Holyoak, D. T. (2001) Nightjars and their Allies: the Caprimulgiformes. Oxford, UK: Oxford University Press.

Tobias, J. A., Seddon, N., Spottiswoode, C. N., Pilgrim, J. D., Fishpool, L. D. C. and Collar, N. J. (2010) Quantitative criteria for species delimitation. Ibis 152: 724–746.

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7 Responses to Archived 2014 discussion: Javan Frogmouth (Batrachostomus javensis) and Blyth’s Frogmouth (B. affinis) are being lumped as B. javensis: list the newly defined species as Near Threatened?

  1. Very tolerant in Lao PDR to forest degradation – considerably more so than Banded Kingfisher and Bay Owl (see comments under those species). If this is typical of its range, then if this frogmouth reaches NT thresholds then really and truly almost every lowland evergreen ‘forest’ species with a wide range in non-Sundaic SE Asia warrants similar listing.

  2. John Pilgrim says:

    It would be good to see the justification for this lump – it doesn’t seem to fit my knowledge of vocalisations. It would be good for someone more informed like James Eaton to comment on that issue…

  3. James Eaton says:

    Firstly I am very surprised these are being relumped – javanesis and affinis have very different vocalisations, I have recorded at least 7 from affinis, and 6 from javanensis, none of which are shared with each other. Sunda Frogmouth could well be more closely related to javanensis given they share a couple of very similar vocalisations.

    All taxa occur in heavily-degraded habitat, including town parks, certain plantations as well as secondary and primary forest. I agree with JWD, if this is NT then every south-east Asian species should be.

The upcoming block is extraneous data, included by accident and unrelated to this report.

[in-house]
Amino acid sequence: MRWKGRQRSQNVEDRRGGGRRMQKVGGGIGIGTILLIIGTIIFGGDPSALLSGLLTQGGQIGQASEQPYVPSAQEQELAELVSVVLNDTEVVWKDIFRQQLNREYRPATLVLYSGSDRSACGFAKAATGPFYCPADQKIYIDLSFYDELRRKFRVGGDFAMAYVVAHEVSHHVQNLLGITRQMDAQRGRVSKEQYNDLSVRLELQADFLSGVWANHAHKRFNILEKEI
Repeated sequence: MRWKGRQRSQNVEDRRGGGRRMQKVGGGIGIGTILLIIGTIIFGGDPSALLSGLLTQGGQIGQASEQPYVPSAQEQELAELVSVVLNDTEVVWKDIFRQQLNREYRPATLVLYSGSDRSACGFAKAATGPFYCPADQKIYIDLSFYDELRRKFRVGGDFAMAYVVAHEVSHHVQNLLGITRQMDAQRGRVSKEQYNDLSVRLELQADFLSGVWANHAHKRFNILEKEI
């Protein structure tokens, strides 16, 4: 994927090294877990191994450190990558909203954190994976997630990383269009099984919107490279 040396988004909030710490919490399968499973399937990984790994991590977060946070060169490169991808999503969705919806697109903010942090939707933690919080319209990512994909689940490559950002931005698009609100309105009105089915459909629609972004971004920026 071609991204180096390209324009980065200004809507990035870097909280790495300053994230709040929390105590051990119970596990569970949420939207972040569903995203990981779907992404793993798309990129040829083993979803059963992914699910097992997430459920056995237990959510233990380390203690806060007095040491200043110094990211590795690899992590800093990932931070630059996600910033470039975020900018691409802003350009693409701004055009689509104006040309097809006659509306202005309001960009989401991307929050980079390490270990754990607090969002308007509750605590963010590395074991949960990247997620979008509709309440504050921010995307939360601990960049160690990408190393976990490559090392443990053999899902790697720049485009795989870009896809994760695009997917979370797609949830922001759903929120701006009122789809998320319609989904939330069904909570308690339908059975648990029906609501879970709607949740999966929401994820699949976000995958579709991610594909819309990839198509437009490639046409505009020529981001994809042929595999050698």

4. Ding Li Yong says:

    Clearly the most resilient frogmouth across South-east Asia, and exhibiting a wide elevational range. The species has been recorded (discontinuously) up to 1200 m asl in parts of Peninsular Malaysia (Gunung Bunga Buah, Bukit Tinggi), and to as low as 20 m asl in the Panti forest reserve. In the logged Panti forest reserve, its the most regularly occurring frogmouth (0 records for Large, and less than 6 for Gould’s in a decade) and i have recorded up to five separate calling individuals in 1.5 km of transect, including very young secondary growth and forest edge. Calling it near-threatened is certainly an overstatement.

  5. Frederic Goes says:

    Not much to added, status in Cambodia fully supports previous comments disadvising listing!

    Conservation: The species is unobtrusive and so more common than records suggest. It is expected to be widespread in the vast extent of suitable habitat in the Cardamom Mountains and parts of the northeast. It is not known to face any specific threats and is not believed to be of conservation concern in Cambodia.

  6. Joe Taylor says:

    Preliminary proposals

    Based on available information and comments posted above, our preliminary proposals for the 2014 Red List would be to treat:

    B. javensis as Least Concern

    There is now a period for further comments until the final deadline of 31 March, after which recommended categorisations will be put forward to IUCN.

    The final Red List categories will be published on the BirdLife and IUCN websites in mid-2014, following further checking of information relevant to the assessments by both BirdLife and IUCN.

  7. Andy Symes says:

    Recommended categorisation to be put forward to IUCN

    Following further review, there has been no change to our preliminary proposals for the 2014 Red List status of this species.

    The final categorisation will be published later in 2014, following further checking of information relevant to the assessment by BirdLife and IUCN.